Issue 9 of Salvo (Summer 2009) has come out, with many fine articles. The feature article is on the explosion of kids watching Internet porn.*
A number of interesting features on topics related to the intelligent design controversy:
Gimme that Spacetime Religion: Seeking Salvation in Science by Regis Nicoll, about the effort to transform Darwinism into a religion with all the trappings – except actual guilt for sin.
Wesley J. Smith, describing himself as a “Human Exceptionalist” talks about the effect that the growing practice of equating humans with animals and plants has on bioethics, pointing out, “If they really wanted to be reductionist, they could also say that because carrots are made out of carbon molecules, there is no distinction between carrots and humans either. You can’t get far enough ahead of these guys in terms of satire.”
Twin Features: The Big Problem That Design Convergence Posses to Darwinian Evolution by Hugh Ross: Remember the Tree of Life we were taught in high school, that proved Darwin was right? “The problem for the Darwinian perspective is this: Life forms that are only distantly rrelated, if at all, nevertheless show amazing similarities in their morphological features (some are identical). This is not what Darwinists expect.” He recounts a good deal of examples, including Lenski’s famous simulation, showing that repeated design is a better explanation. We are now down to the club moss of life, I guess. Turns up everywhere.
The Flop: Betting Against Darwin’s Tree of Life by Casey Luskin: A great companion to the above. Luskin explains how a famous Darwinist, self-cited as one of the “world’s leading experts on the tree of life” tried to bluff the Texas State Board of Education that Darwin’s Tree of Life was in great shape – when current science lit shows it is collapsing. Or, as Eric Bapteste, an evolutionary biologist at the Pierre and Marie Curie University in Paris, said, “… today the project lies in tatters, torn to pieces by an onslaught of negative evidence.” One of the world’s leading experts should spend less time bluff and more time reading the evidence. Even the Texas Board can find this stuff out now. (If they don’t, it won’t be Luskin’s fault.)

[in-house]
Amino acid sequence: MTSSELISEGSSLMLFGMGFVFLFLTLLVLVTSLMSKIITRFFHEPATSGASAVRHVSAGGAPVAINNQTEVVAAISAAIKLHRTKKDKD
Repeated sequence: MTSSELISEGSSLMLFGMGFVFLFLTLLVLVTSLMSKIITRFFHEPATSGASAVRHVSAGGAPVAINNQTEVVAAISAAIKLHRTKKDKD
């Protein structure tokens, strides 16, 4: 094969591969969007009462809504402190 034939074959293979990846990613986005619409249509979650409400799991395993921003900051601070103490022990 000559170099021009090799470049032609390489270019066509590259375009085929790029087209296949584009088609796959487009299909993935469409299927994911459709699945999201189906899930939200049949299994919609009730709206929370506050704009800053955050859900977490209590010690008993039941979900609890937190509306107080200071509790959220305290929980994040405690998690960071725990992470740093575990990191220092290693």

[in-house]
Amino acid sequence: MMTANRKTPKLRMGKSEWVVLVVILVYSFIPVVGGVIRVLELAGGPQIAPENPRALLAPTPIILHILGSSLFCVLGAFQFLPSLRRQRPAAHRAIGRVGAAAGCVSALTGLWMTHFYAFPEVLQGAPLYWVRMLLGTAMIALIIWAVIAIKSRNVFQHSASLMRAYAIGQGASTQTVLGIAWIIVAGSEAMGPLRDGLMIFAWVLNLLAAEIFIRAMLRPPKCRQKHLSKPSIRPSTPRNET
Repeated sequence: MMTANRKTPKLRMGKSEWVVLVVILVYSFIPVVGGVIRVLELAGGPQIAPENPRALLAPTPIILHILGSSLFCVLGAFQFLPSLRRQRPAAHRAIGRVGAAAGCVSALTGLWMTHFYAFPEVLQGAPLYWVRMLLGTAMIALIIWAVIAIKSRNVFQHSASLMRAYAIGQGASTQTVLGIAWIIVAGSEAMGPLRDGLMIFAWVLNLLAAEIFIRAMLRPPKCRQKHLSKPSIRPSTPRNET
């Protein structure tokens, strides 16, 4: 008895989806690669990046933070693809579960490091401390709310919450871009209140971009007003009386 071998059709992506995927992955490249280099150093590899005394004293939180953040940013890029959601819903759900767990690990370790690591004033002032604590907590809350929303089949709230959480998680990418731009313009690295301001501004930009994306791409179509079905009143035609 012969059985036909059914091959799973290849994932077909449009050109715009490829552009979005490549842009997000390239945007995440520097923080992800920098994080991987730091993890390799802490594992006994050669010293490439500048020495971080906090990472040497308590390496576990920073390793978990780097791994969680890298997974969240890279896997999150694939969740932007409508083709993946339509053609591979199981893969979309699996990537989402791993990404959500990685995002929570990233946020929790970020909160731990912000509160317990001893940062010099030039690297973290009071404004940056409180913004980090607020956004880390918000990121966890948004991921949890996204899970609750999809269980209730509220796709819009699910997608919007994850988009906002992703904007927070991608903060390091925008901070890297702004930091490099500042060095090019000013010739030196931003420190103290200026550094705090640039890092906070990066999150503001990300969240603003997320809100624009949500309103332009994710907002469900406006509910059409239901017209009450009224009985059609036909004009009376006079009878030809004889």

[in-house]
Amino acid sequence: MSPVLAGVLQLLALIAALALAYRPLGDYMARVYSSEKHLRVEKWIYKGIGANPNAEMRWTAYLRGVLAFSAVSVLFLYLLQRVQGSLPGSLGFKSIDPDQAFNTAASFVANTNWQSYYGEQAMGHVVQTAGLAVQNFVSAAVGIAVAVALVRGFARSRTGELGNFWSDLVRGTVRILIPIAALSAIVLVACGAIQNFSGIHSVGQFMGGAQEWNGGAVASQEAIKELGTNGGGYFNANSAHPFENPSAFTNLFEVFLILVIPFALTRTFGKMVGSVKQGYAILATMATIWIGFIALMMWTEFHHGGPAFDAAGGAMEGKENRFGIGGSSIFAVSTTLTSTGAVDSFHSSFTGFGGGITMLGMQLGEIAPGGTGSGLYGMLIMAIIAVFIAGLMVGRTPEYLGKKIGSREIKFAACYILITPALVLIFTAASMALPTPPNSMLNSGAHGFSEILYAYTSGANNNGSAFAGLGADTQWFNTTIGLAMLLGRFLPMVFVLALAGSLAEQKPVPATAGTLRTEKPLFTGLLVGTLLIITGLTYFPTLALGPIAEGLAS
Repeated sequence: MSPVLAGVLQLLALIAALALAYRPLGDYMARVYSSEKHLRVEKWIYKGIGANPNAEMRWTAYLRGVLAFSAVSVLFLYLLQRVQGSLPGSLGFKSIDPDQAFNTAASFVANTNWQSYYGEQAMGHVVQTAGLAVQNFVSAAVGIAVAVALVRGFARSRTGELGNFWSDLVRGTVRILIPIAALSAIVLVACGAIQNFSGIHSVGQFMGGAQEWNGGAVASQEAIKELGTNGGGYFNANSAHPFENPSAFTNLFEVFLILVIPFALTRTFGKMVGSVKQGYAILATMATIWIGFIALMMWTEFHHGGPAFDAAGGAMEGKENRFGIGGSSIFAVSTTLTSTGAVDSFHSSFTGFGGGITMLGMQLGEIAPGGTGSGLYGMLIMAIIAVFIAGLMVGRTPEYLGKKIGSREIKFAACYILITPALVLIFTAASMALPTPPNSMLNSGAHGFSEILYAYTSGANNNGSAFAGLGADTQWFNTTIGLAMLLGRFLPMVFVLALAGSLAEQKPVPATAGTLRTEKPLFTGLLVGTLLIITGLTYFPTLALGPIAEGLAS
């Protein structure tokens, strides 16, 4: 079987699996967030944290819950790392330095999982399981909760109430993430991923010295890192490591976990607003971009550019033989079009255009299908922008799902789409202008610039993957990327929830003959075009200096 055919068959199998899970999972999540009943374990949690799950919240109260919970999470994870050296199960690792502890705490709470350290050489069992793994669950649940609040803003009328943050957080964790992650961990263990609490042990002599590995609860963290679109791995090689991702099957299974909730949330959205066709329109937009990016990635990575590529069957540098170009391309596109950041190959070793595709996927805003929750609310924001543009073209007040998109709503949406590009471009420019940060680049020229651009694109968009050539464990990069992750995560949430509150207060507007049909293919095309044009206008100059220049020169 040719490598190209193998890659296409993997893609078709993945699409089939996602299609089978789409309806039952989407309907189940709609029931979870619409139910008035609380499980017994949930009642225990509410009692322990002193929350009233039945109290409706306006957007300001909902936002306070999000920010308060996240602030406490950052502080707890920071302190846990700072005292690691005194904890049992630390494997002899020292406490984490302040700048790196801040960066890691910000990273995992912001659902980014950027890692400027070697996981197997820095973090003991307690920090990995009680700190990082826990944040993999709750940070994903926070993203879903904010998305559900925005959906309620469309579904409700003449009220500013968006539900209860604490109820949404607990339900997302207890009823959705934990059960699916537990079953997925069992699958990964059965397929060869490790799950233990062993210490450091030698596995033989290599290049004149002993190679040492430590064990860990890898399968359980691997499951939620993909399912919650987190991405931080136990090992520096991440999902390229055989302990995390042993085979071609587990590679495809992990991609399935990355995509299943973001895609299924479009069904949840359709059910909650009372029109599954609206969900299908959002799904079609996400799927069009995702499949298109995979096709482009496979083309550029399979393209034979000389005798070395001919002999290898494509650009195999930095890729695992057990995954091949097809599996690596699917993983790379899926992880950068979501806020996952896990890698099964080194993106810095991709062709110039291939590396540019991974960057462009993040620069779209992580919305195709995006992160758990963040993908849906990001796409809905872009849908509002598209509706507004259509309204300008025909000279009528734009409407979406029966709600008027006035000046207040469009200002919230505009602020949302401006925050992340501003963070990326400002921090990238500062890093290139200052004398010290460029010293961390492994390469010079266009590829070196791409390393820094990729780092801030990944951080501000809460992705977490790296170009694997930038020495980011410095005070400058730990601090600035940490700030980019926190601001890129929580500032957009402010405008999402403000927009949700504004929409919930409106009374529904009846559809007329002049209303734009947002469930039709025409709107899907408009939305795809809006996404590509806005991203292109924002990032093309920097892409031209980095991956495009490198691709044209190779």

Old Bones: The Story of a Girl with a Birth Defect by Michael Cook: About a severely retarded child who lived over 500 000 years ago. “Now here’s the remarkable thing. The hunter-gatherer Middle Pleistocene family of Cranium 14 must have cared for the child, or she would not have survived for at least five years, and perhaps as many as twelve. In the dry-as-dust words of the article, ‘It is obvious that the [Sima de Huesos]’ hominin species did not act against the abnormal/ill individuals during infancy, as has happened along our own history in many cultures.'”
My regular Deprogram column is about Phineas Gage – the Lecture Room Psychopath. It seems he wasn’t a psychopath in his lifetime, but became one after his death, when he was needed to demonstrate to Psychology 101 students that brain injury radically changes personality. “Sadly, Intro to Psych 101 professors didn’t need a workingman who had independently adapted to his disability – without government funding – and found work on his own. They needed an aimless, sociopathic drifter.”
Americans, Happy July 4!
(*As a mother and grandmother, I would say key controllable factors are more chores, more sports, more homework, and more supervision. A busy, supervised kid is not watching porn whether it is available or not, for the same reason that a busy, supervised kid isn’t smoking even if he can buy cigs from a complicit shopkeeper.)